Ask consumers about how they store and access their photos, videos, documents and more in the cloud, and chances are they will mention providers such as iCloud, Amazon Drive, DropBox, Google Drive or Microsoft OneDrive. This is not surprising, considering the fact that telecom operators today only own about 1% of the U.S. personal cloud user base.
However, this low percentage doesn’t mean that operators have missed their opportunity to get their share of the personal cloud pie. Quite the opposite. According to an Arthur D. Little analysis, the personal cloud market in the United States is poised for significant growth. With an anticipated CAGR of 12% from 2020 through 2025, the total addressable market for personal cloud services is expected to reach $8.9 billion by 2025 in the U.S. alone.
Although platform providers account for a dominant share of the personal cloud users today, most have yet to monetize their users – unlike operators. This leaves the door wide open for telcos to convert casual platform cloud users into paying subscribers.
The revenue opportunity for operators is supported by two key market influences.
- The first is simply the increase in data generation. As consumers continue to generate tremendous amounts of data, they are growing out of their free personal cloud storage allowances. To both protect and store the massive amounts of data on their operator-powered smartphones and smart devices, more consumers will be keen to move to a paid personal cloud model. The operator is well-positioned to take advantage of this need.
- The second is that consumers – many of whom are now accustomed to using the cloud – need and want more than simply storage capacity and low prices. They expect security, privacy and data ownership as part of a set of robust, feature rich cloud offerings, and they are willing to pay more for a secure, quality cloud experience. Operators are a natural fit to provide these capabilities as they already are seen as trusted providers whereas incumbent cloud platform providers have not had the same reputation for safeguarding personal information.
Understanding the new age of personal cloud
The cloud services opportunity also comes from the coupling of significant advancements in the application and hardware ecosystem with evolving consumer digital trends. The way we communicate, keep healthy, work, learn, entertain and live our daily lives increasingly leverages mobile technologies, cloud solutions and third-party applications. Operators who are able to give their subscribers a single digital door to all their data – whether that data comes from playing games, archiving education content, documenting vacations, storing smart wearables information or saving important business documents – are well positioned to generate new revenue streams and increase loyalty. For example, an operator could enable the use of Smart Home, Telehealth and Education apps through their personal cloud platform, targeted at specific users.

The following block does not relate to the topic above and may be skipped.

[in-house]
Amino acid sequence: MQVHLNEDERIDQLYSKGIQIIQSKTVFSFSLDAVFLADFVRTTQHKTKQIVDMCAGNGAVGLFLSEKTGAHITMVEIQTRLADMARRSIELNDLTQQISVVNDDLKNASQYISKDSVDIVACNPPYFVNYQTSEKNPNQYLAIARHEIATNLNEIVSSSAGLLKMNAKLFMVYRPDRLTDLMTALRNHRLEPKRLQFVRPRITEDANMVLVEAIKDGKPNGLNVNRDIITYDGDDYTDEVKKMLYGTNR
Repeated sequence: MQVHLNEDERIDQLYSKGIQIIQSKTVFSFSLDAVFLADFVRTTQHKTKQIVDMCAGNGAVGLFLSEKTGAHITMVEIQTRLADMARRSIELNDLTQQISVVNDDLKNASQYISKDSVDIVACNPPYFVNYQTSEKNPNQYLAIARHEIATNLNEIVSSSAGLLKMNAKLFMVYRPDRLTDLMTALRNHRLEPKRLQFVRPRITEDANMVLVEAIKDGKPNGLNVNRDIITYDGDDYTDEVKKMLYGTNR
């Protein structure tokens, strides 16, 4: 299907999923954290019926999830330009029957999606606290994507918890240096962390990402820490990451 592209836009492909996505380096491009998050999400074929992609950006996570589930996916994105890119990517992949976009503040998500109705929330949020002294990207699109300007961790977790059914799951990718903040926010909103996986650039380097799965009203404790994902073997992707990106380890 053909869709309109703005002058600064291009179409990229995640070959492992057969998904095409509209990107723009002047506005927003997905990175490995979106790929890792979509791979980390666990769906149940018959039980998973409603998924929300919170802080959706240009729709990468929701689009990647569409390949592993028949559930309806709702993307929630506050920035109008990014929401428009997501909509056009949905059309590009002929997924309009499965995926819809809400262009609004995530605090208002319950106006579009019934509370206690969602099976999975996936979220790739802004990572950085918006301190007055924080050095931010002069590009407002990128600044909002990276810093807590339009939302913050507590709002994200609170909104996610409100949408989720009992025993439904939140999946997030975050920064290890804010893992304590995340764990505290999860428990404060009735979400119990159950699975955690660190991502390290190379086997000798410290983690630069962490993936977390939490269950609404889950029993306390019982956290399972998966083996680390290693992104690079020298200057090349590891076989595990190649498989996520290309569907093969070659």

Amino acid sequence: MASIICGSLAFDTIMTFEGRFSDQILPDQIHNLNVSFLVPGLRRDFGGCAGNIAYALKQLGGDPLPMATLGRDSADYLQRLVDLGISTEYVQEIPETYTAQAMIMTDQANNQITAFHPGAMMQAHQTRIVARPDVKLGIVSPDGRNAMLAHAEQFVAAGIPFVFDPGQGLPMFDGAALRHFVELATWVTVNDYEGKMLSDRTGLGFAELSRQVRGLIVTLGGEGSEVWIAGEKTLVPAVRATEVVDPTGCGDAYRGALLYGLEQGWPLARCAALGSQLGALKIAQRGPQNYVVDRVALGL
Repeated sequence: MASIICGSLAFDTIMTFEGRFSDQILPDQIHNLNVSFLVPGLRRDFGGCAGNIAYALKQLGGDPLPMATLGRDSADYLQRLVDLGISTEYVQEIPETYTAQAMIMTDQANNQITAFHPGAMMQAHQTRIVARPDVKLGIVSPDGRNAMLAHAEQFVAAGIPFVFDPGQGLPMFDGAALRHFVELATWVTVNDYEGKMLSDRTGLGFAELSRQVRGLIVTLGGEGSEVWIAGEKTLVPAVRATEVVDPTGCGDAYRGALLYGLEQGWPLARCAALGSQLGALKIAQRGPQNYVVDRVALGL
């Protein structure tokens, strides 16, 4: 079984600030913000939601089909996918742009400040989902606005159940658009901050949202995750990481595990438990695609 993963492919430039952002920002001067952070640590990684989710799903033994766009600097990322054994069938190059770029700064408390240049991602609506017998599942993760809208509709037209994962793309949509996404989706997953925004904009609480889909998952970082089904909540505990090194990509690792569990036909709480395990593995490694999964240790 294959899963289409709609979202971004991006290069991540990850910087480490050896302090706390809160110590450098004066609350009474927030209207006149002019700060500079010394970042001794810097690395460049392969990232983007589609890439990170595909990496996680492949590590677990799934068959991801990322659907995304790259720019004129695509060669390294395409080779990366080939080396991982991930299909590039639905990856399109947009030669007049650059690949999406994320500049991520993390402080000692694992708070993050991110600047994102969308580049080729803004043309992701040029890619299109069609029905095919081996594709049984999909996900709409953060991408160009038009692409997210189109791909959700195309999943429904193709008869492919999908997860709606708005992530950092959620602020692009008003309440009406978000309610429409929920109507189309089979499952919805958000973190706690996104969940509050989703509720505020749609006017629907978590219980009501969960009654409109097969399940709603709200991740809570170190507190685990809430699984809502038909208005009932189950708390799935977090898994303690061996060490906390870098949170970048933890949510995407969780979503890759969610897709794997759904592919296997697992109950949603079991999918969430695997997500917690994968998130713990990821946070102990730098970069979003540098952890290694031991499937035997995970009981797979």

Transitioning from a storage-only relationship with subscribers to one focused on service engagement requires operators to build capabilities that allow for the integration and hosting of data from different third-party applications. One approach is to develop a single, operator-branded “hub” application that seamlessly integrates with other OTT/cloud platforms and is capable of hosting personalized cloud applications. A hub such as this will deliver a one-stop destination where subscribers can reach all their personal media no matter where it resides.
In the new age of personal cloud, providers who maintain app-first or device-first real-time connections to users will have an advantage. Users will quickly see the value in moving away from cloud providers that simply collect and store their data to ones that improve the customer experience in unique ways.
The cloud-first operator strategy
It is no secret that mobile operators have experienced flat or falling traditional telecom revenue. Personal cloud delivers an opportunity to create new services, provide more value for subscribers, build brand loyalty and customer satisfaction, and strengthen their bottom line – an especially important benefit as they look to recoup significant 5G network investments.
Fortunately, many operators have already launched branded personal cloud products. Even if still largely focused on storage, they are creating engagement among subscribers. The time has come, however, to move forward and fully embrace a cloud-first operator strategy. The global personal cloud opportunity available to operators is valued between $15-$25 billion. If operators want a piece of the pie, they must act now and implement a decisive strategy.
Step one requires the operator to shift its mindset from that of a storage provider to one committed to providing a deeper means for its subscribers to interact with their data. The next step is putting in place an operator-branded personal cloud hub application. To get there, operators must deliver interoperability with third-party applications and seek out partnerships with platforms. Finally, operators must ensure that the personal cloud experience is stellar and seamless. These strategies are key to attracting and retaining premium cloud users that can significantly grow operator revenue.
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